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UK Coaching Team
Rapport Building and Communicating

Managing 'Over-Ambitious' Parents

Insight from Kath Fitzpatrick on managing parents, developed in partnership with Spond. An archery coach for over 30 years, Kath runs the Arrowhawks Archery Academy in York, which is part of Archery GB’s National Talent Development Programme

Anyone who’s coached children’s sport will understand the problem of ‘pushy’ parents. If you want to coach young people, learning how to manage them is essential.

“Archery is more about psychology and focus than many other sports,” Kath explains. If you’re shooting for victory, there’s no tuning out an unhelpful parent. 

Some coaches tiptoe around it, but you have to get to know the athletes. I know their life history, their parents, their pets, their schoolwork. I coach the whole person.”

Managing over-ambitious parents

“One of the biggest threats to performance is over-ambitious parents,” Kath explains.
“You meet quite a lot of parents living through their children, enjoying the reflected glory of their success. They don’t understand that one wrong comment can destroy their child’s focus.

“I’ve had parents standing behind their child, constantly updating them on the other archers’ scores and telling them how many points they need to pick up. So I’ll step in, take the parent for a walk and explain they’re making it harder by stressing their child.

“I once had a child making a technical mistake. Her dad, trying to help, kept pointing it out, making it worse and worse. I had to calm him down and explain that she didn’t need reminding what she was doing wrong, she needed to be taught how to do it right. 

I showed him and made him part of the solution. He’s now signed up for a coaching course himself and it’s changed his whole attitude.”

Dealing with difficult parents

  • Don’t take it personally. De-escalate the situation and look for the real problem.
  • Get to know your athletes and their parents: understand their characters and pressure points.
  • Make parents a part of the solution: give them a role.
  • Seek support and mentoring from other coaches.
  • Set ground rules and model good behaviour. Lead don’t push.
  • Accept that not everyone will like you but be clear about your boundaries and expectations.
  • If you must challenge parents, do so away from their child, so the parent doesn’t lose face.
  • Try to do it where other adults see and hear what’s happening, for your protection and theirs.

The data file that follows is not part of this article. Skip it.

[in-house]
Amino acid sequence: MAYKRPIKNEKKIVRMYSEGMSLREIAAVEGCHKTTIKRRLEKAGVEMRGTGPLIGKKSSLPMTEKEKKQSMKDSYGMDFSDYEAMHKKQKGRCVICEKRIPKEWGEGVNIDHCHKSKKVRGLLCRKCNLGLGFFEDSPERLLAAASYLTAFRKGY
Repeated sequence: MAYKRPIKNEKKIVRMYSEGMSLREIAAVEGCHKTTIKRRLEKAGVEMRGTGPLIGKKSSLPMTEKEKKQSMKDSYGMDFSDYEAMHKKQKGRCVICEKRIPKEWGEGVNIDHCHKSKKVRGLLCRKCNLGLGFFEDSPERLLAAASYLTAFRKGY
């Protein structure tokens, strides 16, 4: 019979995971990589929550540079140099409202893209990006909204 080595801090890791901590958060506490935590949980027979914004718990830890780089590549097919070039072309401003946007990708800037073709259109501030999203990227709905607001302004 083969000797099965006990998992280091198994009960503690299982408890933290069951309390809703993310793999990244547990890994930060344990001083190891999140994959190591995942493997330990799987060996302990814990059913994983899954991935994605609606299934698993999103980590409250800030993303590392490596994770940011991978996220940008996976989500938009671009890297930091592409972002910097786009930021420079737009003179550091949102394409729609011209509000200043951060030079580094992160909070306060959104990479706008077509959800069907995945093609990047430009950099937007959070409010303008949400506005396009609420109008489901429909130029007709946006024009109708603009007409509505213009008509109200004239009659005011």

• Focus not on the parent, but on how their behaviour looks to their child and the other athletes. 

Creating the right culture

“I had a parent lose his temper with me,” Kath relates. “He felt I wasn’t paying enough attention to his son in a tournament and just started yelling at me. I said, ‘I’m really sorry you feel like that, when you’ve calmed down, I’ll explain what I’ve been doing and how I’ve been supporting him.’ We talked but I couldn’t change his mind. 

“Often, it’s nothing to do with you, it’s some other underlying problem. Sometime all it takes is saying calmly, ‘why don’t you tell me what the real problem is?’” 

The support that Kath receives from other coaches is indispensable in situations like that.

“Having the support of other coaches who you can talk to and get an objective view on the situation is crucial,” Kath says. “My red lines are cheating, bullying or a parent trying to turn a child against me. If the parent won’t tackle that, I can’t coach them effectively.”

Coaching mentors are a great source of support, and they can offer an objective perspective to the barriers you’re facing. Find out more about this in Lean on Me: How Mentors Can Provide Support and Aid Progress.

Creating the right culture can also help.

“I tell them that once they join the academy, we’re like a dysfunctional family,” Kath says. “We won’t always agree, but we might not all love each other, but we work towards the same goal and even though we compete, we support each other.”

Modelling good behaviour

“You’ve got to model good behaviour yourself,” Kath asserts. “It’s not what you do, it’s what you’re seen to do,” she says. “I teach my athletes to recognise quality in their opponent, compete hard but be gracious in victory or defeat.”

Kath is motivated by her determination to ensure that the athletes she coaches have their chance to shine.

“I want to give all the athletes with talent a chance to excel, regardless of their background, and give them access to great coaching. It is hard, especially as I’m a volunteer coach.

I want the sport to realise and recognise the worth and skill of ‘career coaches’ who have never been elite athletes. I want coaches who know they are valued and coach because of their passion for the sport and the joy of seeing others progress.

“The best compliment I ever had was someone saw my athletes at a tournament and said they were like a ball of mercury. Whenever they were separated – even in a competition – they flowed right back together.” 

With the Spond Team App:

  • Share training plans.
  • Keep parents informed through 1:1 direct messaging or between group members.
  • Request feedback.
  • Keep in touch with parents. In-app polling finds mutually convenient times for coach-parent meetings.

Free Spond Team App

The Free Spond Team App makes organising easy. Using Spond to help organise your sessions will leave you with more energy for the activities you really enjoy - like coaching!


Related Resources

  • Communicating with Parents

  • Building Positive Relationships with Parents

  • Revealed: The Secrets to Keeping Parents Happy


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